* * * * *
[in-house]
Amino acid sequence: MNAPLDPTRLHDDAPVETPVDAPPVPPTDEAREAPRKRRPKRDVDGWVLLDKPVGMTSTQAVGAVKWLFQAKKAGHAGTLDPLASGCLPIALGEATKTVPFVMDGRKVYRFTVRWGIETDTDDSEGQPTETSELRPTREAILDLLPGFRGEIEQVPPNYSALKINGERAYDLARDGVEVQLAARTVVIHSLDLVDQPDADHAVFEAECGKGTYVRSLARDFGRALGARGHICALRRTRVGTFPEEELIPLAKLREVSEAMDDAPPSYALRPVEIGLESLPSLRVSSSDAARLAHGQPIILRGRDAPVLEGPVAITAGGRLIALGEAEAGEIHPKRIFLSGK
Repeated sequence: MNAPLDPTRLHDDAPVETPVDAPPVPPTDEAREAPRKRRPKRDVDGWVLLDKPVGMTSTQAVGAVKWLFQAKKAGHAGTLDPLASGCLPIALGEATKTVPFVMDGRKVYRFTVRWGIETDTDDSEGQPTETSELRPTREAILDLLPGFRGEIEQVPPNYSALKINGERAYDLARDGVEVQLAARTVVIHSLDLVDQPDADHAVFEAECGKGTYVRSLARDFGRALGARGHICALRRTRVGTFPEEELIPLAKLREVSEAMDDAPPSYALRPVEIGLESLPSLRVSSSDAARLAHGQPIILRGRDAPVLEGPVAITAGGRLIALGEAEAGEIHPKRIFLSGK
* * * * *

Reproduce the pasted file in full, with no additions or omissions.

[in-house]
Amino acid sequence: MNAPLDPTRLHDDAPVETPVDAPPVPPTDEAREAPRKRRPKRDVDGWVLLDKPVGMTSTQAVGAVKWLFQAKKAGHAGTLDPLASGCLPIALGEATKTVPFVMDGRKVYRFTVRWGIETDTDDSEGQPTETSELRPTREAILDLLPGFRGEIEQVPPNYSALKINGERAYDLARDGVEVQLAARTVVIHSLDLVDQPDADHAVFEAECGKGTYVRSLARDFGRALGARGHICALRRTRVGTFPEEELIPLAKLREVSEAMDDAPPSYALRPVEIGLESLPSLRVSSSDAARLAHGQPIILRGRDAPVLEGPVAITAGGRLIALGEAEAGEIHPKRIFLSGK
Repeated sequence: MNAPLDPTRLHDDAPVETPVDAPPVPPTDEAREAPRKRRPKRDVDGWVLLDKPVGMTSTQAVGAVKWLFQAKKAGHAGTLDPLASGCLPIALGEATKTVPFVMDGRKVYRFTVRWGIETDTDDSEGQPTETSELRPTREAILDLLPGFRGEIEQVPPNYSALKINGERAYDLARDGVEVQLAARTVVIHSLDLVDQPDADHAVFEAECGKGTYVRSLARDFGRALGARGHICALRRTRVGTFPEEELIPLAKLREVSEAMDDAPPSYALRPVEIGLESLPSLRVSSSDAARLAHGQPIILRGRDAPVLEGPVAITAGGRLIALGEAEAGEIHPKRIFLSGK